Q. I want to ask you a question about a ground for divorce that has been used by a patriarch recently. I come from a polygamous family of three wives and I was thrown out of the family by my husband because he said I was disruptive. He told me I could never return but for a while still claimed to be my husband. After a while he disavowed me completely as his wife saying that he was putting me away for the same reason that Abraham put away Hagar. But I thought that Hagar and Sarah just lived separately in different places and both remained Abraham's wives? What is the truth of this? Am I forever bound to him even though he has 'divorced' me?
There is no evidence whatsoever that Abraham ever divorced Hagar. To the contrary, the Book of Jasher , which gives an expanded account of certain patriarchal events in Genesis and which is mentioned in the Bible (Joshua 10:13; 2 Samuel 1:18) makes it absolutely clear that Hagar lived some distance away and that Abraham would regularly visit her and their son. In one place it describes how Abraham visited Ishmael's camp where his wife Hagar lived to arrange marriages for his son.
Furthermore, Hagar was not expelled from his camp because she was jealous, contentious, (though she was sometimes these) or adulterous but because Ishmael tried to murder Isaac, who was the firstborn heir through Sarah, in a fit of jealosy. Abraham deemed the best solution to his son's rivalry would be to have his two wives live in separate camps with a fair distance between them.
Even if you had 'caused trouble' in the family, your husband would never have been justified in divorcing you. (See the several HEM articles on divorce). He should either have kept you at home with the other wives and found a resolution to whatever difficulties there may have been or, if he felt there was no possibility of a solution in this arrangement, provided you with a separate home and visited you on a regular basis, rotating between homes. This separate home arrangement, though not encouraged by HEM, is in any case one way in which many patriarchs and their wives prefer to live.
Any patriarch marrying another wife should always have an emergency plan for such a situation. It is his responsibility to provide a second home should everyone living together not work out. To just abandon or throw out a wife because it hasn't worked out in the main home - whoever's fault it may be - is without a shred of justification. A man who thus throws out a woman is neither fit to marry polygamously nor, I would suggest, even worthy of the claim to be a believer in the Master Yah'shua (Jesus). To permanently abandon a wife in this matter, even if she is at fault, is a breach of the marriage contract. It is to violently remove the covering of the husband over his wife and is to be compared to Christ suddenly removing His atoning covering from His people because we are a bit unruly at times and leaving us a prey to the devil. To use the Hagar incident as a justification for such outrageous behaviour is nothing short of scandalous and must be denounced in the strongest possible terms.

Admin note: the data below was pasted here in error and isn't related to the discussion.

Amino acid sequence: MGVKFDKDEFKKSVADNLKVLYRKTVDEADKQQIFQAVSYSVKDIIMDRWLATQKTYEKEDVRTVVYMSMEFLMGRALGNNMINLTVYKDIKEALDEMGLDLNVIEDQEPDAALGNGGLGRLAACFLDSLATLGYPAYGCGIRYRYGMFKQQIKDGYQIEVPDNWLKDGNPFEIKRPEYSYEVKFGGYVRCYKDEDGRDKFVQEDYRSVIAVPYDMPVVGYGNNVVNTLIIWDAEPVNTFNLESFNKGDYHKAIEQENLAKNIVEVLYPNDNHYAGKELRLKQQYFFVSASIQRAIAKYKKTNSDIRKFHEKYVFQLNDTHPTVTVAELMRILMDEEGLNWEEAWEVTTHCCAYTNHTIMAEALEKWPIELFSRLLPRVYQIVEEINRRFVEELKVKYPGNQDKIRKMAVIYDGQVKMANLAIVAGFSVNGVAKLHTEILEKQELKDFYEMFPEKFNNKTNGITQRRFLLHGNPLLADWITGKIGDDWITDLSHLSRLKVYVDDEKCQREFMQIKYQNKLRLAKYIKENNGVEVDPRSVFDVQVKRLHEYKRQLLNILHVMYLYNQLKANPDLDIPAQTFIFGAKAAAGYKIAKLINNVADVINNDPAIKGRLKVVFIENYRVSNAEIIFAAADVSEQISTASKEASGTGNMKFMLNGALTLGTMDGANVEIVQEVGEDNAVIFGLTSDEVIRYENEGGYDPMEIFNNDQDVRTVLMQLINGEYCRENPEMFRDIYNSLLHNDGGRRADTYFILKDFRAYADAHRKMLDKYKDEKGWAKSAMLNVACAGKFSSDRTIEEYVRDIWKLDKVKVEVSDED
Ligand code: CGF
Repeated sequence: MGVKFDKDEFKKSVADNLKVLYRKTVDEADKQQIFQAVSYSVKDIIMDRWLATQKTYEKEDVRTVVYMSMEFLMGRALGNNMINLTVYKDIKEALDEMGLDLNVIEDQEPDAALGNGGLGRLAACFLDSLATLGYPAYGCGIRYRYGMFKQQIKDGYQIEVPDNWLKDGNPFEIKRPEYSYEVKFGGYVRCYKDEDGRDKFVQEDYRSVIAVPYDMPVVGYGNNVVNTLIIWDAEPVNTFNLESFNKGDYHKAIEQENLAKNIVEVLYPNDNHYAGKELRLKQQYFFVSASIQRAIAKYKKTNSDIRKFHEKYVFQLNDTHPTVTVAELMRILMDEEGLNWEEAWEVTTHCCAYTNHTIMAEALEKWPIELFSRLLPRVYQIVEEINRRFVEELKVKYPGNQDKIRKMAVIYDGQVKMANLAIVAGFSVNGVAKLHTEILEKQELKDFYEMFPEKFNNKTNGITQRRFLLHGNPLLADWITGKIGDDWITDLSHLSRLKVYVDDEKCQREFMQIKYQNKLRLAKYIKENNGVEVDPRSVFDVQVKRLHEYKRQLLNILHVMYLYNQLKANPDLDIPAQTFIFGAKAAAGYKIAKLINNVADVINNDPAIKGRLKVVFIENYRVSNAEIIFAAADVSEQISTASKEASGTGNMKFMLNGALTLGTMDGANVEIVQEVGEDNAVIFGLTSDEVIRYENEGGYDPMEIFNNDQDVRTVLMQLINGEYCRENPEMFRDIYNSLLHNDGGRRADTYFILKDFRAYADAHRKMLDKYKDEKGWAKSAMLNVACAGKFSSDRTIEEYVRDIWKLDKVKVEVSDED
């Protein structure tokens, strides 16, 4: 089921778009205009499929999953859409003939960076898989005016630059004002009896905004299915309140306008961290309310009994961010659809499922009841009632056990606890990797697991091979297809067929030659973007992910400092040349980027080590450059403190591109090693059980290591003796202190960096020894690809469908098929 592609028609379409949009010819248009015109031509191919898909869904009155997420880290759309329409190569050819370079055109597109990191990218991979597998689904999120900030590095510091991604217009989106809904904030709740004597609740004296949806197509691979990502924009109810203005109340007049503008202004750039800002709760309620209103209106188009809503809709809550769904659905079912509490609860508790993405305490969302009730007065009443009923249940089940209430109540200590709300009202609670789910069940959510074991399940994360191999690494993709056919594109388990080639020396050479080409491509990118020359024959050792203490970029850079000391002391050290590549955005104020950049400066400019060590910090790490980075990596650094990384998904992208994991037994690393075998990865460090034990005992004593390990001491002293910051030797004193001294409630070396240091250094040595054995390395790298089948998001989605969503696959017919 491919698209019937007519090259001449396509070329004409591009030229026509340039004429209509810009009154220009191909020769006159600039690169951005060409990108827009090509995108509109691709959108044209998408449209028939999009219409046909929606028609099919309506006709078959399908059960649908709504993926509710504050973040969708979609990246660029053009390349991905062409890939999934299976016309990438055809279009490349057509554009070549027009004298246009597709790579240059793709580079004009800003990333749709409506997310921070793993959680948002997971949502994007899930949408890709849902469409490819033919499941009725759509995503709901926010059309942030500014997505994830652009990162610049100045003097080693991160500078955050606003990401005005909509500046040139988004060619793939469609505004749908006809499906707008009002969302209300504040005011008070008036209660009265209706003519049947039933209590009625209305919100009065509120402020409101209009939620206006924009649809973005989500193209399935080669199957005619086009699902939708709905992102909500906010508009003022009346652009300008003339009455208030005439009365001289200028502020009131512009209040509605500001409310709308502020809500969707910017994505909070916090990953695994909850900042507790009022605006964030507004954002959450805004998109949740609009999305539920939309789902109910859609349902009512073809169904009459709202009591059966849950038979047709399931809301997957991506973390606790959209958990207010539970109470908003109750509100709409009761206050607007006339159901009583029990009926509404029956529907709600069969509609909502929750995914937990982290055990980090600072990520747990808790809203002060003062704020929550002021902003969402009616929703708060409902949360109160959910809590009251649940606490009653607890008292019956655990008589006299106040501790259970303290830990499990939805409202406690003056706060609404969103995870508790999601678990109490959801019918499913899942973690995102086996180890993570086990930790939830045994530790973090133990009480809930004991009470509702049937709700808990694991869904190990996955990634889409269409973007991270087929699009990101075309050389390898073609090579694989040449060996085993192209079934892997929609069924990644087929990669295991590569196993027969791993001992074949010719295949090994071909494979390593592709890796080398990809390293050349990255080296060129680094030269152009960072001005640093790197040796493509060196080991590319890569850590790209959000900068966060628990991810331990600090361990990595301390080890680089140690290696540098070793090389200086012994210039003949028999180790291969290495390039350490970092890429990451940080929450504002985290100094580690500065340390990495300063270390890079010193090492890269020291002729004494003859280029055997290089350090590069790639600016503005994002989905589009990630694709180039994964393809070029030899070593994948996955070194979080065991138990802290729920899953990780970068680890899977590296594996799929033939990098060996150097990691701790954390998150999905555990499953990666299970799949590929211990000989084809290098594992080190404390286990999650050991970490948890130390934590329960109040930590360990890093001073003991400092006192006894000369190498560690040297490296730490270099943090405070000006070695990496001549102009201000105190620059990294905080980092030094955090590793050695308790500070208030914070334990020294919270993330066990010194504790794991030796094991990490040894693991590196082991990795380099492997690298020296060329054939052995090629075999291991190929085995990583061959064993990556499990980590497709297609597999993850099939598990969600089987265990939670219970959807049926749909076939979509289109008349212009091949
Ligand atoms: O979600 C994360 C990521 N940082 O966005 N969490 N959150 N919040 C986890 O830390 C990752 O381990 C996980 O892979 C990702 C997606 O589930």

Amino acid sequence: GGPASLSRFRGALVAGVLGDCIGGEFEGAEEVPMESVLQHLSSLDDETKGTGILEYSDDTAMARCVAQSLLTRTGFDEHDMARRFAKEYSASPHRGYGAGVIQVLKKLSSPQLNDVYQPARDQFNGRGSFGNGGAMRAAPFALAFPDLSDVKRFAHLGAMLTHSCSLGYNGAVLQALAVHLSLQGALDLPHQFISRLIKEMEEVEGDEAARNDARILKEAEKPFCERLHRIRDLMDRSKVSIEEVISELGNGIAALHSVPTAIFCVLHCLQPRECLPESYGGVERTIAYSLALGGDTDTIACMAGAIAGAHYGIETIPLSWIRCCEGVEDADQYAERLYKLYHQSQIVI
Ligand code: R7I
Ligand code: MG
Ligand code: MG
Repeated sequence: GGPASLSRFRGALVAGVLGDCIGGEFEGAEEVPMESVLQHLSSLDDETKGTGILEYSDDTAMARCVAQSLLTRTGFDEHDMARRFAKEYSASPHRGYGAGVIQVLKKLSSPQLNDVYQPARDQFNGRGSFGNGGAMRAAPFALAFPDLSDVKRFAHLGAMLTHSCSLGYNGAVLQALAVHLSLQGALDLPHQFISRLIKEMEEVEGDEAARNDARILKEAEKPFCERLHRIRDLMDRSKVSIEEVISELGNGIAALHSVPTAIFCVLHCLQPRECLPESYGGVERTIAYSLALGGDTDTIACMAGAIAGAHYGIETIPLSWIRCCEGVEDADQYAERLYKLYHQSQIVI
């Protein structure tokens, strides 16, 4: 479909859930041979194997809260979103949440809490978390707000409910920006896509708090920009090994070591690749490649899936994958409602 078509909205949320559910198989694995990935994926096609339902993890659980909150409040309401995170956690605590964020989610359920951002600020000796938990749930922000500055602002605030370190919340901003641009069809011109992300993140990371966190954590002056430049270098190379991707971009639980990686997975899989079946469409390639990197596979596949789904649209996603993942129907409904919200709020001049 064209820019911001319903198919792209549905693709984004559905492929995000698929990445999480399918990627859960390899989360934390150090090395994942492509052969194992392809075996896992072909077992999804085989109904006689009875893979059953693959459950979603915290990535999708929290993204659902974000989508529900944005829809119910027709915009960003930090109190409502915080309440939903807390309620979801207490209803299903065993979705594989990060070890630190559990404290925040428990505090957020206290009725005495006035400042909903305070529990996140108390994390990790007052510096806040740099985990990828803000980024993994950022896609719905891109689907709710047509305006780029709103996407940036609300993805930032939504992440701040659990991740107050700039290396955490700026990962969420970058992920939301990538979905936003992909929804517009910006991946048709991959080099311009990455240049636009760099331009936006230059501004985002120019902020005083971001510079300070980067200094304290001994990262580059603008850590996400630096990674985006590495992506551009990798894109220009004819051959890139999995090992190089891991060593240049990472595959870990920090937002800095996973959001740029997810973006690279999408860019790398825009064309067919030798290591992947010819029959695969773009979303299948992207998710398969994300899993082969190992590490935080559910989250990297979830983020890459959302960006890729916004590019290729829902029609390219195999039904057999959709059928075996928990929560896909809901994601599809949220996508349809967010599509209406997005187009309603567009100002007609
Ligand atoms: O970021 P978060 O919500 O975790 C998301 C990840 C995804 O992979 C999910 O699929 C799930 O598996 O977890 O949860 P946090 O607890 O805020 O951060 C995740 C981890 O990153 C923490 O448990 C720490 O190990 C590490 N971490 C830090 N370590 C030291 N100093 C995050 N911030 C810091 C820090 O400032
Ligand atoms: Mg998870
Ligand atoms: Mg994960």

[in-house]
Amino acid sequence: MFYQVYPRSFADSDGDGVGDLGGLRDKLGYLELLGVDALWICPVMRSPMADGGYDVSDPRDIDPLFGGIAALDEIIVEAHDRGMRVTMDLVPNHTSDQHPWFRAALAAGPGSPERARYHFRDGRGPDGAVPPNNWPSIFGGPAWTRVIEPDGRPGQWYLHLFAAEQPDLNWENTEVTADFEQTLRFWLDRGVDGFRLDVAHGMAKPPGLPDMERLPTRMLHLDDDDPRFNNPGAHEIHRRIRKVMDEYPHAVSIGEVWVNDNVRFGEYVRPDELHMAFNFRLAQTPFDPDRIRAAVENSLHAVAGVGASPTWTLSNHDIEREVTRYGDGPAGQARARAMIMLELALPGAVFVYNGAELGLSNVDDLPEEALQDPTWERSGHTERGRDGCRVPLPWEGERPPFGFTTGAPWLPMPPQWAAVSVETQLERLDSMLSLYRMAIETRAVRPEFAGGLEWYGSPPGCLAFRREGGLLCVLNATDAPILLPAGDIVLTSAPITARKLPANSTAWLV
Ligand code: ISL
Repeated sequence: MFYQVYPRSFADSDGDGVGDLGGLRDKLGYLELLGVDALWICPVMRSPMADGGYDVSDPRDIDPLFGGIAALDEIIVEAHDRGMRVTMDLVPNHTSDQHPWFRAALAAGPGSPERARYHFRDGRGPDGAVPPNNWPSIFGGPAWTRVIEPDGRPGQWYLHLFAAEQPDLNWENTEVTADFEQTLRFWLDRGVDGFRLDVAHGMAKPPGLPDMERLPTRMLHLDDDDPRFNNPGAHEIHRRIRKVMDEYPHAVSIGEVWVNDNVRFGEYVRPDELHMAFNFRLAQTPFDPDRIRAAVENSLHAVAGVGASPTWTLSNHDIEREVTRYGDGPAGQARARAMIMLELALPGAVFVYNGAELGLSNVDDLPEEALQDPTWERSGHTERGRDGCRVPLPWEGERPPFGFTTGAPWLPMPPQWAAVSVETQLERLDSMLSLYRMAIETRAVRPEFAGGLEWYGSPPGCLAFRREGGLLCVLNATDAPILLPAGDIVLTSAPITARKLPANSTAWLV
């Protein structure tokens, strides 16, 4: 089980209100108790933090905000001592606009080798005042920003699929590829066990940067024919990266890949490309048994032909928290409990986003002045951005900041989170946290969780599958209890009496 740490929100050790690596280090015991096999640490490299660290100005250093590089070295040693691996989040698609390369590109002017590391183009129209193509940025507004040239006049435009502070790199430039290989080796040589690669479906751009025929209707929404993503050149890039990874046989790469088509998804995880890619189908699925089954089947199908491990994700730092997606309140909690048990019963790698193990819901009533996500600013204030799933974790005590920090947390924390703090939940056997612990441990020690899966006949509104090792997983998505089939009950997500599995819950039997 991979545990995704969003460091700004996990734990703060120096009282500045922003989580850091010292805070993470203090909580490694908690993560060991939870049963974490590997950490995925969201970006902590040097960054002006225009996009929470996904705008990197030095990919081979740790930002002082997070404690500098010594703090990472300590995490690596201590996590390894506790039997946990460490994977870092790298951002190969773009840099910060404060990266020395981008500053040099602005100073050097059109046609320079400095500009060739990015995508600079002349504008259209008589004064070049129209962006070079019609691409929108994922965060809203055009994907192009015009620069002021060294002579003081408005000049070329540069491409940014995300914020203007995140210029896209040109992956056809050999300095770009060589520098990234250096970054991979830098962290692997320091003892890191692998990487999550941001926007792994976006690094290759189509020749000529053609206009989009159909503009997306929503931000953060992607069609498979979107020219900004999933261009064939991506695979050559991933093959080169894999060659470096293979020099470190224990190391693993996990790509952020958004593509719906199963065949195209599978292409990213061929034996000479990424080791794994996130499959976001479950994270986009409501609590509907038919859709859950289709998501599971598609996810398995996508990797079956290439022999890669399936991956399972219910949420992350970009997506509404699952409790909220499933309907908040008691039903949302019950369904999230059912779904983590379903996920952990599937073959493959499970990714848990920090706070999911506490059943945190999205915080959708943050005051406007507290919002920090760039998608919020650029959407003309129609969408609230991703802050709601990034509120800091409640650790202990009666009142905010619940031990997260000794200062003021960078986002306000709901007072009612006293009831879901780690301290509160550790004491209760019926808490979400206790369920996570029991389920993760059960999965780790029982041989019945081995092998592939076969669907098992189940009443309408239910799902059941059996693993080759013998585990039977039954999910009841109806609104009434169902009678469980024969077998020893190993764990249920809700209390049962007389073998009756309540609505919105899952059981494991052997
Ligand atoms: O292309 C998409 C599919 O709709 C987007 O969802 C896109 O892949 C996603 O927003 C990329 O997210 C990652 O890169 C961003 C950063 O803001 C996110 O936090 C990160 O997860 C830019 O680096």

Are you still bound to this man? In my view, such an act is one of heathenism. And since he has abandoned you, you are no longer bound to him (1 Corinthians 7:15). And if you are still not sure whether this is correct, ask yourself this question: if Christ suddenly abandoned His position as Redeemer (were this even possible), would we still be bound to Him? Were He to do that, then the Godhead would fall and Satan would be victor. And such a scenario is an act of complete and utter anarchy and dissolution.
It would be a little different if the wife abandoned the husband since the callings of husband and wife are not the same. But since the husband-redeemer has abandoned you, and says you may never return to him and his family, and has declared that you are no longer covered by him, then you are indeed alone and single again and free to remarry. This is my judgment.
 The Book of Jasher (J.H.Parry & Co., Salt Lake City, UT, USA, 1887)